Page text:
Behind closed doors horror of Polish residential facility

“My child’s nightmare lasted about a year and a half. She was beaten and locked in a caged bed, sometimes all day or even two days.

This is how a mother described the ordeal her daughter Kasia (pseudonym) went through in a residential institution for mentally disabled girls and women in Jordanów, a small town in southern Poland. Entered two months before her 18th birthday, when Kasia was taken out of the facility almost two years later, her family said she was barely able to speak or walk, a side effect of the drugs she was receiving .

According to a report by the Polish news site Wirtualna Polska, many women and girls were victims of abuse and neglect in this institution which, at the time of the report, was run by an order of Catholic nuns, the Sisters of the Presentation. of the Blessed Virgin Mary. , and had 47 inhabitants. Girls as young as 13 and women with disabilities were beaten with a mop, kicked, left outside in the cold without shoes as punishment, insulted and humiliated. The abuse came to light after former staff and parents spoke out.

Abuses in institutions like this are not isolated cases. Human Rights Watch has documented neglect and abuse in residential institutions for persons with disabilities around the world, including in Armenia, Brazil, Croatia, Ghana, India, Indonesia, Kazakhstan, Kyrgyzstan, Russia, and Serbia. In more than 60 countries, hundreds of thousands of men, women and children with disabilities, some as young as 10, have been shackled – shackled, bound or confined in confined spaces – simply because they have a disability.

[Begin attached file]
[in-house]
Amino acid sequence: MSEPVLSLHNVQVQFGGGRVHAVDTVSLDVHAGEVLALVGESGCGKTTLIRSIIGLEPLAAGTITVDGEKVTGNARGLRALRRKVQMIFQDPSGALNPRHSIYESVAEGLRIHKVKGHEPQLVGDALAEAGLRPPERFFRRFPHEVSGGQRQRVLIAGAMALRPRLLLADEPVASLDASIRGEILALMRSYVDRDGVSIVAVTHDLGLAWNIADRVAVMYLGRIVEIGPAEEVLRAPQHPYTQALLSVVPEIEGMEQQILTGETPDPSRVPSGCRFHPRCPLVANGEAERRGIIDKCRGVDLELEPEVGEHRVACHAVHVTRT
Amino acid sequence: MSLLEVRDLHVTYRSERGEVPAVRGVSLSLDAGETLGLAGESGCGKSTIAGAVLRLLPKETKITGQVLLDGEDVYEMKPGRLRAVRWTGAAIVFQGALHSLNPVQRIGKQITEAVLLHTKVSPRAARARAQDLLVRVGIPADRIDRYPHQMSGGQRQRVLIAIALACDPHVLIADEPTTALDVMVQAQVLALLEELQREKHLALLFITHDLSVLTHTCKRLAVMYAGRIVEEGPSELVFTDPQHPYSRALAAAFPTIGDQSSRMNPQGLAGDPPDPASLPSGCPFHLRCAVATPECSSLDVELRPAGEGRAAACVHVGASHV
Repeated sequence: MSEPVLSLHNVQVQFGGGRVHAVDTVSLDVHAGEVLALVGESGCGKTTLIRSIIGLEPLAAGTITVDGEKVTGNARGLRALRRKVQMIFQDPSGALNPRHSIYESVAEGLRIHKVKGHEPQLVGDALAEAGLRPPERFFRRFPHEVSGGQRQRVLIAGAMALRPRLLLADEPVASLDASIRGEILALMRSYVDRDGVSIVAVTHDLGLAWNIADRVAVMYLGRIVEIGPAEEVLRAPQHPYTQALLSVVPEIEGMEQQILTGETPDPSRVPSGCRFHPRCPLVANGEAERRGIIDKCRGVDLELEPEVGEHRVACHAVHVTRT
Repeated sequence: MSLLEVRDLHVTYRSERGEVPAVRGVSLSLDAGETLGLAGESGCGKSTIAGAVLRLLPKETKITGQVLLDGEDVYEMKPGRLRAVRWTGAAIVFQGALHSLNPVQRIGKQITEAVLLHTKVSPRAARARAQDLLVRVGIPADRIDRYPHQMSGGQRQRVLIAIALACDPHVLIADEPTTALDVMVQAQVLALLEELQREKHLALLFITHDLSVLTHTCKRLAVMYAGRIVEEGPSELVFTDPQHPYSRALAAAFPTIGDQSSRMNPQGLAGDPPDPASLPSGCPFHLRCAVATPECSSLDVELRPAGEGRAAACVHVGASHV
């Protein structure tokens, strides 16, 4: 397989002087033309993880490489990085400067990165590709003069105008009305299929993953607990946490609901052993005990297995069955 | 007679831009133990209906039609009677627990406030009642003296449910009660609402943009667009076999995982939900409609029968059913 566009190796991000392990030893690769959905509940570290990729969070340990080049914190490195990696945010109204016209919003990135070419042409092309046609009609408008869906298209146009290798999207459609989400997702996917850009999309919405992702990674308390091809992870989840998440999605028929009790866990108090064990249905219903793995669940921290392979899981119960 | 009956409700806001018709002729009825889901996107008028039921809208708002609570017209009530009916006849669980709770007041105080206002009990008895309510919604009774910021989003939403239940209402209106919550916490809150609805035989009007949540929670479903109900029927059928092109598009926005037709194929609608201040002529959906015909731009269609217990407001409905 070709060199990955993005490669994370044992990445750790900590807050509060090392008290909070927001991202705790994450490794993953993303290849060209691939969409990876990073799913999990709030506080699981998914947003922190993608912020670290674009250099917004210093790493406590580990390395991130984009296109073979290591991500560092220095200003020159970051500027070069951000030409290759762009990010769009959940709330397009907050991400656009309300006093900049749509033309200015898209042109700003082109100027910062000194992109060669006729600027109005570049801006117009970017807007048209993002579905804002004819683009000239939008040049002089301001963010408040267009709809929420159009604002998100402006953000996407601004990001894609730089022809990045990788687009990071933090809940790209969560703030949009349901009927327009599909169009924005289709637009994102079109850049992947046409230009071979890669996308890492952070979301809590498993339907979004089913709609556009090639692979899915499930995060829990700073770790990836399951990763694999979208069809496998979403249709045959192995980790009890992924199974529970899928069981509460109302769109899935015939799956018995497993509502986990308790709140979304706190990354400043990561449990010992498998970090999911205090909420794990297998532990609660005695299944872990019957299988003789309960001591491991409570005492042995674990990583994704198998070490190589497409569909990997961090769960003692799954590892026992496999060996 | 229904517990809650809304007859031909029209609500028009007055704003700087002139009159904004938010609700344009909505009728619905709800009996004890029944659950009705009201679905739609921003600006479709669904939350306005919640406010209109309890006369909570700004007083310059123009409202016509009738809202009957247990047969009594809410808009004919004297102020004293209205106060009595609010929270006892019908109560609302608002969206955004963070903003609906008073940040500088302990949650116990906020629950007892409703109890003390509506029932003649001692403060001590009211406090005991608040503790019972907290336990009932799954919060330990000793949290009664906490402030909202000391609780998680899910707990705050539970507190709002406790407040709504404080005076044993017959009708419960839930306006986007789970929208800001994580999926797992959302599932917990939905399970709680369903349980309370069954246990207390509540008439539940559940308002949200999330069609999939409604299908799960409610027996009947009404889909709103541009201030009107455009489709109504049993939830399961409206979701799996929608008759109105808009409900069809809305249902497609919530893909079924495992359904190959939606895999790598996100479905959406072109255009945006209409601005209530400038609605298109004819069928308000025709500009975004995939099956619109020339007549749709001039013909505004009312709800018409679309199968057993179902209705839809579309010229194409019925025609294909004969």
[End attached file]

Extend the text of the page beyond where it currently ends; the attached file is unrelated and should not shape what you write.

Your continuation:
Local authorities have opened an investigation into the alleged violations at the Jordanów facility and, while the investigation is ongoing, have handed over management to another provider.

While this response is welcome, much more needs to be done to end the practice of locking up people with disabilities in Polish institutions. Poland, which is one of 185 states that have ratified the UN Convention on the Rights of Persons with Disabilities, should develop a time-bound plan to gradually close institutions and invest in community services that help people live independently in their communities.

The Sisters of the Presentation of the Blessed Virgin Mary, along with the Catholic Church at large, should monitor all residential institutions under its authority to ensure that persons with disabilities are not chained, beaten or otherwise subjected to form of abuse, and guarantee the rights of persons with disabilities. training of its institutional staff.

“I’m sure there are many more places like this, many children suffering like this, but nobody cares. These kids are screaming behind closed doors,” Kasia’s mother said. It is high time for governments, including Poland’s, to hear these cries, move away from a system of isolation and abuse and build a system of support and independence.

About Madeline Dennis

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